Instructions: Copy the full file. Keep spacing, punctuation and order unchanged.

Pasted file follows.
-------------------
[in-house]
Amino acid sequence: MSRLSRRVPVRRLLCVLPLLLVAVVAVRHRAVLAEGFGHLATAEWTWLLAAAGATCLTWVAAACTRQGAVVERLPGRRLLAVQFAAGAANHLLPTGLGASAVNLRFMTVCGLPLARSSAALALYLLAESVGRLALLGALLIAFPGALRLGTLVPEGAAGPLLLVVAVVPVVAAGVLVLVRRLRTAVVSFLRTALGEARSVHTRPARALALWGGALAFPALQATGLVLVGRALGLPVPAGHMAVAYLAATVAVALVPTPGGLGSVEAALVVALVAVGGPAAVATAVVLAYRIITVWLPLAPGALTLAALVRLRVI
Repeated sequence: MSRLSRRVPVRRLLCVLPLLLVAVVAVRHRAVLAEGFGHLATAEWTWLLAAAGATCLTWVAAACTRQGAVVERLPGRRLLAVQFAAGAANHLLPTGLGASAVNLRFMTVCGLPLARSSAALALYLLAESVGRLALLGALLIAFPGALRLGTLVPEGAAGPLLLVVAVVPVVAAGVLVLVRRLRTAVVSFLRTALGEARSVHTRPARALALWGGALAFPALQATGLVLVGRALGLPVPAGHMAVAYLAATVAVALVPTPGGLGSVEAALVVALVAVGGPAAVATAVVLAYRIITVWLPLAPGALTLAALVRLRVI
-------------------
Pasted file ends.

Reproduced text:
[in-house]
Amino acid sequence: MSRLSRRVPVRRLLCVLPLLLVAVVAVRHRAVLAEGFGHLATAEWTWLLAAAGATCLTWVAAACTRQGAVVERLPGRRLLAVQFAAGAANHLLPTGLGASAVNLRFMTVCGLPLARSSAALALYLLAESVGRLALLGALLIAFPGALRLGTLVPEGAAGPLLLVVAVVPVVAAGVLVLVRRLRTAVVSFLRTALGEARSVHTRPARALALWGGALAFPALQATGLVLVGRALGLPVPAGHMAVAYLAATVAVALVPTPGGLGSVEAALVVALVAVGGPAAVATAVVLAYRIITVWLPLAPGALTLAALVRLRVI
Repeated sequence: MSRLSRRVPVRRLLCVLPLLLVAVVAVRHRAVLAEGFGHLATAEWTWLLAAAGATCLTWVAAACTRQGAVVERLPGRRLLAVQFAAGAANHLLPTGLGASAVNLRFMTVCGLPLARSSAALALYLLAESVGRLALLGALLIAFPGALRLGTLVPEGAAGPLLLVVAVVPVVAAGVLVLVRRLRTAVVSFLRTALGEARSVHTRPARALALWGGALAFPALQATGLVLVGRALGLPVPAGHMAVAYLAATVAVALVPTPGGLGSVEAALVVALVAVGGPAAVATAVVLAYRIITVWLPLAPGALTLAALVRLRVI